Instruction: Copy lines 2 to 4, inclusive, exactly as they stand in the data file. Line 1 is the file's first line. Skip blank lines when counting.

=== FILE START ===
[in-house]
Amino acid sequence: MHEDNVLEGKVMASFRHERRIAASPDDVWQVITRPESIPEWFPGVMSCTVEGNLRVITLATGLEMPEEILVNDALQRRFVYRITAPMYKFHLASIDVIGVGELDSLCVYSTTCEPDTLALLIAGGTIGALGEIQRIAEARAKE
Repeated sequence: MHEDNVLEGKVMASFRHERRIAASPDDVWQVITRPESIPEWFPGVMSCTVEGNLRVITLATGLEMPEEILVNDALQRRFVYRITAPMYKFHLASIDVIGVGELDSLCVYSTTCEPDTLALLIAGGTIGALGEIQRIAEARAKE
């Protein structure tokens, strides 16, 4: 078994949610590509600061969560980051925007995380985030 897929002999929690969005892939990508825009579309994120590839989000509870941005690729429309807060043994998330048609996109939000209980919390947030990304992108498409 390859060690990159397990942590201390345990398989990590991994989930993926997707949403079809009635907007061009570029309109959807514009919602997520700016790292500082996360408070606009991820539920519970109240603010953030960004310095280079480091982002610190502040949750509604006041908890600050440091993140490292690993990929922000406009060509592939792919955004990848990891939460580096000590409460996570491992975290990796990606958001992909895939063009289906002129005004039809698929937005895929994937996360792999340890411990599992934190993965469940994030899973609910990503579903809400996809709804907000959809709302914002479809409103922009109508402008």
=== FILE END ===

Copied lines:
Amino acid sequence: MHEDNVLEGKVMASFRHERRIAASPDDVWQVITRPESIPEWFPGVMSCTVEGNLRVITLATGLEMPEEILVNDALQRRFVYRITAPMYKFHLASIDVIGVGELDSLCVYSTTCEPDTLALLIAGGTIGALGEIQRIAEARAKE
Repeated sequence: MHEDNVLEGKVMASFRHERRIAASPDDVWQVITRPESIPEWFPGVMSCTVEGNLRVITLATGLEMPEEILVNDALQRRFVYRITAPMYKFHLASIDVIGVGELDSLCVYSTTCEPDTLALLIAGGTIGALGEIQRIAEARAKE
């Protein structure tokens, strides 16, 4: 078994949610590509600061969560980051925007995380985030 897929002999929690969005892939990508825009579309994120590839989000509870941005690729429309807060043994998330048609996109939000209980919390947030990304992108498409 390859060690990159397990942590201390345990398989990590991994989930993926997707949403079809009635907007061009570029309109959807514009919602997520700016790292500082996360408070606009991820539920519970109240603010953030960004310095280079480091982002610190502040949750509604006041908890600050440091993140490292690993990929922000406009060509592939792919955004990848990891939460580096000590409460996570491992975290990796990606958001992909895939063009289906002129005004039809698929937005895929994937996360792999340890411990599992934190993965469940994030899973609910990503579903809400996809709804907000959809709302914002479809409103922009109508402008």